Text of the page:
It's not clear that this is what he intended to do in a column that rightly criticized Donald Trump for quickly abandoning his pledge to force drug companies to lower prices, but it is what he did. Pearlstein asserts:
"Because ours is the only country that does not negotiate prices with drug companies, using a national formulary, Americans pay roughly twice what patients in other countries do for the most widely used drugs still under patent. What that means, in effect, is that Americans pay for the 20 percent of drug industry revenue that is invested in researching new drugs, giving the rest of the world a free ride. In exchange for this largesse, a disproportionate share of the high-paying research jobs are located in the United States."
Pearlstein is asserting that the United States is making its citizens pay more than people elsewhere for their drugs, in effect as a bribe, to get drug companies to locate research jobs in the United States. This is a clear violation of WTO rules and would be quite a news story if Pearlstein has any evidence to back up this assertion.
As a practical matter, we would expect drug companies to locate their research facilities where the cost of the research is lowest. The cost of research is not affected one iota by what a country's citizens pay for drugs. Most likely the reason most research is located in the United States is the enormous subsidies that the government provides through the National Institutes of Health (NIH). It is not a coincidence that a huge number of biotech companies are located in the Maryland suburbs of Washington, right next to the NIH campus.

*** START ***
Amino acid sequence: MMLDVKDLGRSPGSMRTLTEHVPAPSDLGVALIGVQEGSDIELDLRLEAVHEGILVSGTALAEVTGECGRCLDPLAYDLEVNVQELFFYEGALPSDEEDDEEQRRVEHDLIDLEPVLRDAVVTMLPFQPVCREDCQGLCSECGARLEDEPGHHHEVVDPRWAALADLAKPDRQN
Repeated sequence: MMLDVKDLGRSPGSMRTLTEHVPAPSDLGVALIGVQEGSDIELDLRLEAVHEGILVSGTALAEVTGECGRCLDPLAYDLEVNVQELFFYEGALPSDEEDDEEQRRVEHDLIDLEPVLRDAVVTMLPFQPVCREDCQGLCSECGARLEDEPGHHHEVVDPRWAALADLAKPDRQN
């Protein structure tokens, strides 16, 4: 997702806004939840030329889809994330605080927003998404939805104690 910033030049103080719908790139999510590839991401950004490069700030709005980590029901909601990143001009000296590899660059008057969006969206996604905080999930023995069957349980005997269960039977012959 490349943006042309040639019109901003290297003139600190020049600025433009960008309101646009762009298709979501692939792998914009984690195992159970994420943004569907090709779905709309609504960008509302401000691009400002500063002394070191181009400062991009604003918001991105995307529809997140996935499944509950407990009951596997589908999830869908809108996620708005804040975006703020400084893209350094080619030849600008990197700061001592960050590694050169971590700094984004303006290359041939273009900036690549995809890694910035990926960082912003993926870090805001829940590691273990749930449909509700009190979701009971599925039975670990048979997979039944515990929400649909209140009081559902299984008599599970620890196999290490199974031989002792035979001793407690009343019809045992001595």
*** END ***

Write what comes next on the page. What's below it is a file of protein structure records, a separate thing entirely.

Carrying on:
It is also absurd to claim, as Pearlstein does, that we give the rest of the world "a free ride." The rest of the world pays plenty of money to finance the research being done by the pharmaceutical industry. The industry only claims to do $50 billion a year in research spending. They collect well over $500 billion a year in revenue outside of the United States. In effect, Pearlstein is claiming that if the U.S. government decides to hand the pharmaceutical industry another $50 billion a year in profits because of the power of their lobbyists, that other countres are free-riding because they are not equally corrupt.
Of course, serious newspapers would be discussing more efficient alternatives to patent-monopoly supported drug research (see Rigged, chapter 5), but the Washington Post gets considerable advertising revenue from the pharmaceutical industry.